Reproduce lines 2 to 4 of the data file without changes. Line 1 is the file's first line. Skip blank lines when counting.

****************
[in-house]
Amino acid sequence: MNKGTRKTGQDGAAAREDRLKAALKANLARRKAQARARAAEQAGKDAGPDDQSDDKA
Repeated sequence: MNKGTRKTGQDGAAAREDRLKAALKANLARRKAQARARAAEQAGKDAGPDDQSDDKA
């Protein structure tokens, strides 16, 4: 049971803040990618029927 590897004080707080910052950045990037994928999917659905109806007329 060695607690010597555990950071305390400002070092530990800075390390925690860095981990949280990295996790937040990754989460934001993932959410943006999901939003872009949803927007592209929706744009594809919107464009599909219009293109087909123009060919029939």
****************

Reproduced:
Amino acid sequence: MNKGTRKTGQDGAAAREDRLKAALKANLARRKAQARARAAEQAGKDAGPDDQSDDKA
Repeated sequence: MNKGTRKTGQDGAAAREDRLKAALKANLARRKAQARARAAEQAGKDAGPDDQSDDKA
């Protein structure tokens, strides 16, 4: 049971803040990618029927 590897004080707080910052950045990037994928999917659905109806007329 060695607690010597555990950071305390400002070092530990800075390390925690860095981990949280990295996790937040990754989460934001993932959410943006999901939003872009949803927007592209929706744009594809919107464009599909219009293109087909123009060919029939």